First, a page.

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$65 Million or Zero? You Decide.

$65 Million or Zero? You Decide.

Did you know that it is illegal in the United States to “possess, sell, purchase, barter, transport, import or export any bald eagle — alive or dead?”  And it is on this basis that New York art dealer Ileana Sonnabend’s heirs have valued her Robert Rauschenberg masterwork “Canyon” at zero for estate tax purposes.  The rationale is, if they cannot sell it or even give it away, there is obviously no market for it and therefore, it has no ascertainable value.  The article in Sunday’s New York Times “A Catch 22 of Art and Taxes, Starring a Stuffed Eagle”  was facinating reading.  Some highlights:

  • The estate valued the work at zero because of the IRS’ own guidelines for determining the fair market value (FMV) of property which state that taxpayers should “include any restrictions, understandings, or covenants limiting the use or disposition of the property.”  (Sidebar – this explains the common estate planning technique of the “family limited partnership” – a way to legally discount the value of lifetime transfers).  Because of this restriction, the family contends that “Canyon’s” FMV is zero.  Interestingly, the article does not discuss the fact that it is a crime to merely “possess” the dead eagle.  Ms. Sonnabend was able to legally get around that technicality but what about her heirs?
  • According to Stephanie Barron, one of the members of the IRS’ Art Advisory Panel, the group evaluated “Canyon” solely on its artistic merits, without reference to any accompanying restrictions or laws.  Hmm… If value is determined in part by any restrictions on use or disposition, then how could the panel NOT consider any legal restrictions?  Says Ms. Barron: “It’s a stunning work of art and we all just cringed at the idea of saying that this had zero value.  It just doesn’t make any sense.”  Perhaps so, but did the panel err in not considering this obscure legality?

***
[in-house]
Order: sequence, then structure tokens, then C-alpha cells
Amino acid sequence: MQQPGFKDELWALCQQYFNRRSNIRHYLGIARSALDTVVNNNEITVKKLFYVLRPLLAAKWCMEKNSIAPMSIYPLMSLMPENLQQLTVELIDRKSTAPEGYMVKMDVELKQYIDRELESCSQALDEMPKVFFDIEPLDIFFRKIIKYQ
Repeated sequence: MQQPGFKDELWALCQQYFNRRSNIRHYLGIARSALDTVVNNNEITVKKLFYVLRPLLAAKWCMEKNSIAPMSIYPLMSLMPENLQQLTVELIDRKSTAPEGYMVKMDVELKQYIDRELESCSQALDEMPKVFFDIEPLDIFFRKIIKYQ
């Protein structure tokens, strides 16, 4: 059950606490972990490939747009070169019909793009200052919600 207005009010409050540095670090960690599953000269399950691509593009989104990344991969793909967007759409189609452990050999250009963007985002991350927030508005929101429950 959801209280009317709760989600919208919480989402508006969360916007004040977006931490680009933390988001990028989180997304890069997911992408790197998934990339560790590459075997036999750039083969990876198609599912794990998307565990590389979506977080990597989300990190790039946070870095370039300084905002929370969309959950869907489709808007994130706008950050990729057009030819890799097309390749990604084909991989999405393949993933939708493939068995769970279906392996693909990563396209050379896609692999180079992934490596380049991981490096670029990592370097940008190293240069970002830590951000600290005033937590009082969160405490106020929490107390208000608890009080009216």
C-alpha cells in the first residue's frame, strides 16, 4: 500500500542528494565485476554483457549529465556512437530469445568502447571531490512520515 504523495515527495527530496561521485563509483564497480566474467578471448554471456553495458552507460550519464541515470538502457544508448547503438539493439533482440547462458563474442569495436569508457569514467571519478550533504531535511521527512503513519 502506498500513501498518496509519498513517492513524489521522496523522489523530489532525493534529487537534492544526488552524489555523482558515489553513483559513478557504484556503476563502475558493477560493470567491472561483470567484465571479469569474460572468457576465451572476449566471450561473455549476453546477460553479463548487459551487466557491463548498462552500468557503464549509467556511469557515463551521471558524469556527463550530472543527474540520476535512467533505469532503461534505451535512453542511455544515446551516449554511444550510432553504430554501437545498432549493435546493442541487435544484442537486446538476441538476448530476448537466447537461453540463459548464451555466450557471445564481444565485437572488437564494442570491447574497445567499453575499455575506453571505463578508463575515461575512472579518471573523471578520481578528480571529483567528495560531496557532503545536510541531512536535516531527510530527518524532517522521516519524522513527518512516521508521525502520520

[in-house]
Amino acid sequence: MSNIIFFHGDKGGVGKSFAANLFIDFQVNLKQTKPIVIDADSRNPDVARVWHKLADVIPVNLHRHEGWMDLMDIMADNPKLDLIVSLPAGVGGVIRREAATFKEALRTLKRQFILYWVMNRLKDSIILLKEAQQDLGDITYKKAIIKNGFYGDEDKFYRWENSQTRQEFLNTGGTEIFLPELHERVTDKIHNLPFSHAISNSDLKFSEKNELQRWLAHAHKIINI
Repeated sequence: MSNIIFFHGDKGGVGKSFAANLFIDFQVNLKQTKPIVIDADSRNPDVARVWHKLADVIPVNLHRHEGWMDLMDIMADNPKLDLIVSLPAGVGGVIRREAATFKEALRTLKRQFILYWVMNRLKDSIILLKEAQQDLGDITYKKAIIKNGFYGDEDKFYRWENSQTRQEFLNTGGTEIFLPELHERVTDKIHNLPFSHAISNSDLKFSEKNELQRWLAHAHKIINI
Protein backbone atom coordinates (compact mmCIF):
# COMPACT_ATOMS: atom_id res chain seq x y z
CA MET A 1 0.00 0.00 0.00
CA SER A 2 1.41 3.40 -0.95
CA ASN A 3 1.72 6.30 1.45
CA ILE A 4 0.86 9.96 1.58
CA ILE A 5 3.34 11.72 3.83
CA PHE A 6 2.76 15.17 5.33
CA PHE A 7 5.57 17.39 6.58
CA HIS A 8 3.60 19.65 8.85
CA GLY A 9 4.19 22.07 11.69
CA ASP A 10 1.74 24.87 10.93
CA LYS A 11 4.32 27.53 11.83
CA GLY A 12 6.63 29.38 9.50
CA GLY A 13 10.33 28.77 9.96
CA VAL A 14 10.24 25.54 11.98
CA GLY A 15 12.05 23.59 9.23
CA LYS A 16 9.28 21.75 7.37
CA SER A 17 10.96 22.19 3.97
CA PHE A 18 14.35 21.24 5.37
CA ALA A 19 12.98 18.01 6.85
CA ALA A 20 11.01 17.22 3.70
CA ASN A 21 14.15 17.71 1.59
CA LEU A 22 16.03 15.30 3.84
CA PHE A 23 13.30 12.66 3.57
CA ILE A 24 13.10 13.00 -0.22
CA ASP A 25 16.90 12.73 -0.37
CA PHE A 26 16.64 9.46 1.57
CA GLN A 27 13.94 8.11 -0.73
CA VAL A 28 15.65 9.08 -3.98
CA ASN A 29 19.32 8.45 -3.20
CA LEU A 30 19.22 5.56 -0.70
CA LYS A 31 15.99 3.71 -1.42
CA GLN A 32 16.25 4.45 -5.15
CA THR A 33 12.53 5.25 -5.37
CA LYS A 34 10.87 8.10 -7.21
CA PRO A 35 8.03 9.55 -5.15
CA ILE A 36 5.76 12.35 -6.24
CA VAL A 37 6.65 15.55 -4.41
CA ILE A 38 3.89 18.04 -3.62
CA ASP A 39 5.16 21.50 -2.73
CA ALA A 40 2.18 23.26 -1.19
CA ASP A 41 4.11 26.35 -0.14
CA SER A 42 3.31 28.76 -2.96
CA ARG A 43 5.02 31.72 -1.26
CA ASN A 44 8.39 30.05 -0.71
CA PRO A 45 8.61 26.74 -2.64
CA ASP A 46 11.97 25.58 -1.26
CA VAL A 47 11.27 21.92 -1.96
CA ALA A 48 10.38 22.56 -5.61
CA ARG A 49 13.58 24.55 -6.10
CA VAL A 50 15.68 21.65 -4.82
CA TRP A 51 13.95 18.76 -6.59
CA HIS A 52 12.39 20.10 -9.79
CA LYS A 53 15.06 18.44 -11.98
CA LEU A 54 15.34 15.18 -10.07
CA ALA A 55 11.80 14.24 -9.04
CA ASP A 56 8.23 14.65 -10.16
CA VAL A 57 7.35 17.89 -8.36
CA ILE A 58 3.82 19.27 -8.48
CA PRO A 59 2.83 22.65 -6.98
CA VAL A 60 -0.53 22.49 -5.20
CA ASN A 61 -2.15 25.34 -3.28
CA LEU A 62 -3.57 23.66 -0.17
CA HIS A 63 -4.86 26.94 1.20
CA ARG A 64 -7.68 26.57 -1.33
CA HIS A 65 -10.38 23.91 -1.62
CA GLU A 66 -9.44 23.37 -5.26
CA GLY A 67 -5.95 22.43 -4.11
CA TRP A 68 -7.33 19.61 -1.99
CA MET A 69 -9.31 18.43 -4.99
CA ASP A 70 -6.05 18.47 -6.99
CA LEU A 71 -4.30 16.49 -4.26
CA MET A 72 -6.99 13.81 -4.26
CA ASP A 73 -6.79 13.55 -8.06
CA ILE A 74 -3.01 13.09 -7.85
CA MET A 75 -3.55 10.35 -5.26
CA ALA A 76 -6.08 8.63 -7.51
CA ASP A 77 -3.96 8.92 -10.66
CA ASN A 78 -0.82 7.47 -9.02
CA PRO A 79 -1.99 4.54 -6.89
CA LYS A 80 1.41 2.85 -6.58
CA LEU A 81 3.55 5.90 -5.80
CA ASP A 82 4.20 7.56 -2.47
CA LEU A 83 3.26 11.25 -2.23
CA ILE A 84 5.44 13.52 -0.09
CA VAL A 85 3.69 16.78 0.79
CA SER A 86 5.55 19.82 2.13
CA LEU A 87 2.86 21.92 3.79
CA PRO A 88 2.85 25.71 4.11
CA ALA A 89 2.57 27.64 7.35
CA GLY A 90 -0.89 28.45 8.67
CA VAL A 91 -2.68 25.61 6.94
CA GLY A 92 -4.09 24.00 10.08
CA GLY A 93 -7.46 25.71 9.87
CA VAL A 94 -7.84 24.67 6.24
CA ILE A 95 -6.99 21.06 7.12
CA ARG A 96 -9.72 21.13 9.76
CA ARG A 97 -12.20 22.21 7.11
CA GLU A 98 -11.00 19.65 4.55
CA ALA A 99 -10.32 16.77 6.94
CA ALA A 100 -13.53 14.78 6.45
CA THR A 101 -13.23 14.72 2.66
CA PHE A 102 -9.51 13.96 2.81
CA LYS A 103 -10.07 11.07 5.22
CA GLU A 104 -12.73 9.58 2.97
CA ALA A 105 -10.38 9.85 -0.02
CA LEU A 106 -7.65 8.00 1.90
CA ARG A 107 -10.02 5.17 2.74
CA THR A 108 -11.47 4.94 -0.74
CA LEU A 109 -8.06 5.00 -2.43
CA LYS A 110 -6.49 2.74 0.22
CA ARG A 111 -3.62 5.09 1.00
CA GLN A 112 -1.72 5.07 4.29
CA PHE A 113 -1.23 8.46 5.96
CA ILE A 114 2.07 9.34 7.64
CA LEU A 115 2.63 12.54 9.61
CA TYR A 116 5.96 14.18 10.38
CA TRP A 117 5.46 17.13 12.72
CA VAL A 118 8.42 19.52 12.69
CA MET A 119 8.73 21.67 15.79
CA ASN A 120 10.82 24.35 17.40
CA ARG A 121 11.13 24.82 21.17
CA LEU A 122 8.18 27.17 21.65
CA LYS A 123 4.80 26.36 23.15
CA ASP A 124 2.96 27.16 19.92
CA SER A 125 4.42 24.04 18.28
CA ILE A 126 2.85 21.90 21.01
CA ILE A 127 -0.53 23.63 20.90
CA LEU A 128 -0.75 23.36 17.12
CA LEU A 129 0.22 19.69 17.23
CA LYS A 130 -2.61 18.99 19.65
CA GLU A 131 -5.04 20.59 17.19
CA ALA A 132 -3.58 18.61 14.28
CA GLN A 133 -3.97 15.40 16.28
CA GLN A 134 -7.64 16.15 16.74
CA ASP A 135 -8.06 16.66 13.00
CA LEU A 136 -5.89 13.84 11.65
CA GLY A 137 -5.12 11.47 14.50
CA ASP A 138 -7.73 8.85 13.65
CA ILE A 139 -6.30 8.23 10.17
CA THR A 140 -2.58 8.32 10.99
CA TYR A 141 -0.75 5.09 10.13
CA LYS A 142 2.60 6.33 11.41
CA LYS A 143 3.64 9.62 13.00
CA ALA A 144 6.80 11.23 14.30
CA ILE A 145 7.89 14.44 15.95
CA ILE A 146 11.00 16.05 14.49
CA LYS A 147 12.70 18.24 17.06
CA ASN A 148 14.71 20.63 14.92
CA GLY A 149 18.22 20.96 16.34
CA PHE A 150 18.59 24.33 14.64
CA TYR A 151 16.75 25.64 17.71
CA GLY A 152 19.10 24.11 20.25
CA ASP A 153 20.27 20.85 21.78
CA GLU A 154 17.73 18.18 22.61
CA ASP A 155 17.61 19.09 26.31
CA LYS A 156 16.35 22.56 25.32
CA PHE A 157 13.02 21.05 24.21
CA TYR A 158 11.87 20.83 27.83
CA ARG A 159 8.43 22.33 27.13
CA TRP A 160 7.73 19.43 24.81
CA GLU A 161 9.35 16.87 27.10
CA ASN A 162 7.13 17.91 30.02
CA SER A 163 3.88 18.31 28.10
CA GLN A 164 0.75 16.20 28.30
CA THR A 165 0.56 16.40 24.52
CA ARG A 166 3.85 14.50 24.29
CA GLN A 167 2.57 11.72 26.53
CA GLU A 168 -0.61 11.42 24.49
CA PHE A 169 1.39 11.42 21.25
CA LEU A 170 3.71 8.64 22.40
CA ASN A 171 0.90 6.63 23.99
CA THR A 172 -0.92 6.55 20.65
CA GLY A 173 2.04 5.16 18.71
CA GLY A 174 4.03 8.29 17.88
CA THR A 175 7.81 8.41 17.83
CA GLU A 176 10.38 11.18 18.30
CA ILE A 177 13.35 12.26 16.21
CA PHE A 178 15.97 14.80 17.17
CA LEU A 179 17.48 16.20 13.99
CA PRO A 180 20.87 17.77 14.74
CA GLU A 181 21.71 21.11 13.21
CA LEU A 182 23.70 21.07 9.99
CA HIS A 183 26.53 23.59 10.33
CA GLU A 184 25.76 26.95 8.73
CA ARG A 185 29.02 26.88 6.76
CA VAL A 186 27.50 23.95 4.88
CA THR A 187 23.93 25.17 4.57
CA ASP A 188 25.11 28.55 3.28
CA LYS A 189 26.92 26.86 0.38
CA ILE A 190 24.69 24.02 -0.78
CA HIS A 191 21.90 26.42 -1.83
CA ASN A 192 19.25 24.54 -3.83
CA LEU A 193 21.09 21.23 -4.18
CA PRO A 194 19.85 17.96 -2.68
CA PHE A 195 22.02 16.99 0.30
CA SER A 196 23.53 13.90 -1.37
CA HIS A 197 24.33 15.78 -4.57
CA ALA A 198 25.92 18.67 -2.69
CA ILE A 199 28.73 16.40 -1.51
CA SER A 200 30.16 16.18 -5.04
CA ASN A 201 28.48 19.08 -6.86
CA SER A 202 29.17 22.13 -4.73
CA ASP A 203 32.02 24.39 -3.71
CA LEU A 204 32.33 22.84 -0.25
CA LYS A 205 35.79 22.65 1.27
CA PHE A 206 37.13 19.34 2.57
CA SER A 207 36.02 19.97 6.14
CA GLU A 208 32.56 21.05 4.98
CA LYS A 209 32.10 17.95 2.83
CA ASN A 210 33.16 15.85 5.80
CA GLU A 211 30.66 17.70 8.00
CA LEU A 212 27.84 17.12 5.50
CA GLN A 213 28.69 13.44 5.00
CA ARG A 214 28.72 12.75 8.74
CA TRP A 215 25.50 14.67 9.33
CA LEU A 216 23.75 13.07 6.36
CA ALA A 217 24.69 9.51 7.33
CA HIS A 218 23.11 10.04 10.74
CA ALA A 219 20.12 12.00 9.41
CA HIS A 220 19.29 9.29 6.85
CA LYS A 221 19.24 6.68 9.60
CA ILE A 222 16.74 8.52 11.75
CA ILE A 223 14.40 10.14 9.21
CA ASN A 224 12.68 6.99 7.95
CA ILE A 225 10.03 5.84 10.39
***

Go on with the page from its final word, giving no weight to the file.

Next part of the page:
• A bizarre argument advocating a black market valuation was advanced by a former director of the IRS’ Art Appraisal Services Unit.  Said Joseph Bothwell as quoted in Forbes:  “There could be a market for the work, for example, a recluse billionaire in China might want to buy it and hide it.”  Yeah, or maybe the heirs could carry the work under a raincoat to a dark alley and sell it to some random passerby.  To me, this line of reasoning is very dangerous.
  • There was an initial valuation by the IRS of $15 million; when the estate refused to pay the additional tax and penalty, a Notice of Deficiency was issued stating that the value was in fact $65 million.  Although an intriguing turn of events, I do not want to argue the dollar amounts here, I want to stick to the principles of valuation.
  • What about gifting the piece to charity and getting a charitable deduction for the value (what value? – and isn’t the fact that they can’t dispose of the thing the whole point of this discussion?)  Get over it – the value passed on to the heirs would be the FMV as determined in the negotiation.  The contribution would be made by the heirs, not the estate, and taxes and penalties would still be owed at the estate level.  According to the heir’s attorney, they would then face the limits on deductibility based on their current and future adjusted gross income.  Assuming a $65 million valuation, it would take them about 75 years to absorb the deduction in full.  Not the best piece of tax or charitable planning.

Most fascinating of all from my viewpoint is what started this whole thing, the restriction on the ownership and transference of any bald eagle, dead or alive.  So I went to the actual federal law to see what all the fuss was about.  Yes, it is a crime but: “….. whoever violates any …… regulation issued pursuant to this subchapter, shall be fined not more than $5,000 or imprisoned not more than one year or both.”  Now, imprisonment for one year appears to be a bit of a restriction (worth what?), but $5,000?  On a potentially $65 million valuation?  And couldn’t such a criminal penalty be negotiated separately to end the uncertainty?  Methinks there is much more here than meets the eye.  Stay tuned for the Tax Court case……..

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